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  • Staphylococcus aureus predominates as the cause of septic arthritis and osteomyelitis. Other bacteria commonly implicated, especially in younger patients, include Kingella kingae, pneumococcus, and group A Streptococcus.
  • Neonates and young infants are particularly vulnerable to infection of the hip. In older infants and children, the knee is more commonly affected.
  • No single test or finding is sufficient to predict the presence of a septic joint but a history of fever, the inability to bear weight, elevated erythrocyte sedimentation rate or C-reactive protein, and an elevated white blood cell count are suggestive of the diagnosis.
  • The mainstay in the diagnosis of septic arthritis is analysis of joint fluid. Fluid is usually obtained by percutaneous aspiration. In the hip, aspiration is facilitated by sonographic guidance.
  • Treatment of septic arthritis consists of antibiotic therapy and drainage of the involved joint. Drainage may be by aspiration or surgical intervention.
  • Ultrasound is able to detect subperiosteal abscesses early in osteomyelitis and may be the only imaging test required in uncomplicated cases. Magnetic resonance imaging has the highest sensitivity and specificity for detecting osteomyelitis.
  • Intervertebral diskitis is an acute infection of the vertebral disk usually seen in children younger than 5 years. The lumbar area is most commonly involved.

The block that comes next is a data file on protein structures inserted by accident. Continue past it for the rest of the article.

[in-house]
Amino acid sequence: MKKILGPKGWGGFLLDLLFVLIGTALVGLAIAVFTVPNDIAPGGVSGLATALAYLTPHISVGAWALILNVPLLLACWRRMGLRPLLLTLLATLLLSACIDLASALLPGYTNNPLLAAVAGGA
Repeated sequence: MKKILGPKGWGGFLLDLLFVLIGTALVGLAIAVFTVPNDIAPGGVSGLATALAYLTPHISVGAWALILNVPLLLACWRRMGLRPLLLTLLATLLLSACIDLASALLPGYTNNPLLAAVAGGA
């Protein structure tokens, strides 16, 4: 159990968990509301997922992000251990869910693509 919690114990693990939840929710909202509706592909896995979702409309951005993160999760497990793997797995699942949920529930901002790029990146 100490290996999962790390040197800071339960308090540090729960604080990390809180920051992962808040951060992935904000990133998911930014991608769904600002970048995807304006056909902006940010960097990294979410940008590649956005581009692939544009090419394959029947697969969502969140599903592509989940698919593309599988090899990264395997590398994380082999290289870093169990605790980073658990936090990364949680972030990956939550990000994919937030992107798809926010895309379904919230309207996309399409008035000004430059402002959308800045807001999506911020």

Musculoskeletal diseases are frequently encountered in pediatric patients. They vary in significance from minor, self-limited illnesses to serious systemic diseases. Limb-threatening complications can occur. In the case of infants and young children, the evaluation of musculoskeletal complaints is complicated by the patient's inability to articulate the problem and the inherent difficulty of performing a sufficient physical examination in an uncooperative patient.


Septic arthritis is an infection within a joint space. Bacterial pathogens are common in patients with acute septic arthritis, whereas fungal and mycobacterial pathogens tend to be associated with chronic septic arthritis. Acute septic arthritis occurs in all age groups but is more common in children; 75% of cases occur in children younger than 5 years, with the peak incidence being between 6 and 24 months of age. Boys are affected twice as frequently as girls.1 The infection involves a joint of the lower extremity in 75% of cases, with the knee and hip being most commonly involved. Other affected joints, in order of involvement, include the ankle, elbow, shoulder, and wrist. More than 90% of cases are monoarticular.




Seeding of the joint with bacteria occurs either by hematogenous spread, direct inoculation of infected material into the joint capsule, or from an adjacent site of infection. In children, it most commonly results from hematogenous spread as bacteria pass into the synovial space through the highly vascular synovial membrane. Infection secondary to trauma most commonly affects the knee. Contiguous spread of infection from osteomyelitis to the joint space occurs in approximately 10% of cases and is more common in newborns and young infants. In these children, blood vessels cross the physis and thereby connect the metaphysis and epiphysis ...

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